If Duke Redbird could make a suggestion this Canada Day weekend, he’d like to pitch you on the otter.
Every country has a creature that represents its collective consciousness, the Chippewa-Potawatomi elder says as he sits on his houseboat-turned-art installation at the Ontario Place marina. England has the lion, the top of the food chain, the empire builder. India has its elephant, big like its population. And America has its bald eagle, a predator who soars high with arrows in its left talon.
When he gets to Canada’s beaver, he recites a poem he wrote 30 years ago about the animal working all night, transforming a bubbling stream into a putrid pond that the more majestic animals want nothing to do with.
“My child, do not become a beaver and build for yourself a den, this is what modern man does with his brick and stone and sand until his mind is like that stagnant lake filled with weird wicked wretches that get no peace,” Redbird says in quick staccato as he approaches his closer: “Then he cries to his Creator in desperation, please God, my God, deliver me from damnation.”
Redbird, who is a member of the Saugeen First Nation, would rather have the otter as a national symbol — the “happy-go-lucky” mammal dives “into the unknown” to find small rocks, and then “comes to the surface, puts the tool on its belly, and opens its mussel shells and clam shells,” he says, all the while, “looking in the heavens at the cosmos.”
“That’s my dream for Canada on Canada Day,” Redbird says, his jean shorts rolled at the cuff, a straw hat shielding him from the sun on the Wigwam Chi-Chemung, a Myseum of Toronto art installation that will live at the marina this summer, its flanks brilliant with imagery that Redbird and muralist Philip Cote painted over several days this June.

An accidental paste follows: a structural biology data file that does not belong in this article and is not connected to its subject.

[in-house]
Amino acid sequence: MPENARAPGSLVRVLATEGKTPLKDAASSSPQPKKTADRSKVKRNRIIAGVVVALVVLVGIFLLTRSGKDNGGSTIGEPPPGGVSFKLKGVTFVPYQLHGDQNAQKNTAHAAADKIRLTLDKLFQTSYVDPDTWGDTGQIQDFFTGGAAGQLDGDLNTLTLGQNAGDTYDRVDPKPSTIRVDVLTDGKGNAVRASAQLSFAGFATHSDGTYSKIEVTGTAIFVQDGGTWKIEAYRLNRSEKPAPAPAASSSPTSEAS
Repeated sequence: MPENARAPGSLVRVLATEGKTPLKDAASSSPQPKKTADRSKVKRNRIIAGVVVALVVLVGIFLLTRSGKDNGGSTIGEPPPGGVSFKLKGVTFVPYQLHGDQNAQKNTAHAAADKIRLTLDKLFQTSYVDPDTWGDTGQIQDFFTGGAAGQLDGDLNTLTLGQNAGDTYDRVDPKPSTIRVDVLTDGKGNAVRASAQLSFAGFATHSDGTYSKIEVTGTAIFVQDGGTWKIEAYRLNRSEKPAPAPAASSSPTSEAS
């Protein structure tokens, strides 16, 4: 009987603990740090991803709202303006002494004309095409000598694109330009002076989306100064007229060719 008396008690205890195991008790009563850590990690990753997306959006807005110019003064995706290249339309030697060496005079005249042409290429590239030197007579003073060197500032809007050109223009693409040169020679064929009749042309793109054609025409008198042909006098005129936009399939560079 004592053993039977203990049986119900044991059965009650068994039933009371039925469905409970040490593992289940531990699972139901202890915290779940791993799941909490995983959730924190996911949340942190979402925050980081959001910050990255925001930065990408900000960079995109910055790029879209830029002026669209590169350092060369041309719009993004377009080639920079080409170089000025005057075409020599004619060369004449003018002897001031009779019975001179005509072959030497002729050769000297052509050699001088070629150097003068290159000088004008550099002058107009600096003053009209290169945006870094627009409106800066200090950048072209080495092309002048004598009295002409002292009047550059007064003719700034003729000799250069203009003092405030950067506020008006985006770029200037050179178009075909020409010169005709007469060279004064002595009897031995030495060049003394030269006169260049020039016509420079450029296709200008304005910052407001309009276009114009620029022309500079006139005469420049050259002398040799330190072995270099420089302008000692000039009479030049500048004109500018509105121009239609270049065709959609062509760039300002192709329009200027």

Redbird will be here throughout the summer to talk Indigenous history with anyone who is curious. On Canada Day, he will give a 1 p.m. talk at Ontario Place’s Trillium Park about the “Seven Grandfather Teachings” and the 1805 treaty that led to the Toronto Purchase: “250 830 acres of land for the sum of 10 shillings,” as the Mississaugas of the New Credit note on their website. (In 2010, the treaty was part of a $145-million settlement with the federal government.)
The idea for an Indigenous presence on the waterfront has been percolating for a while. In 2018, Redbird was invited to be an adviser for Google sister company Sidewalk Labs, to offer an Indigenous perspective on its Quayside development. When he was researching the waterfront online, he read that people had been inspired to find a better use for the Port Lands because it had been “neglected and underused.”
That stopped him.
When Indigenous people were in control — the Mississaugas, and the Wendat before them — the waterfront was a “glorious” and bustling place to live, he says. Redbird figures that’s a fact people have forgotten — or never known — because of the lack of Indigenous history on Toronto’s waterfront.
“We do have a treaty … but I would like to see them acknowledge the fact that when we had control of the waterfront it was a lively, robust wonderful place where ceremonies were taking place, where families lived,” he says.
So the 80-year-old got to work, dreaming up a floating art installation to tell that story. He approached Myseum of Toronto and bought the boat online and they found a home for it this summer at the Ontario Place marina.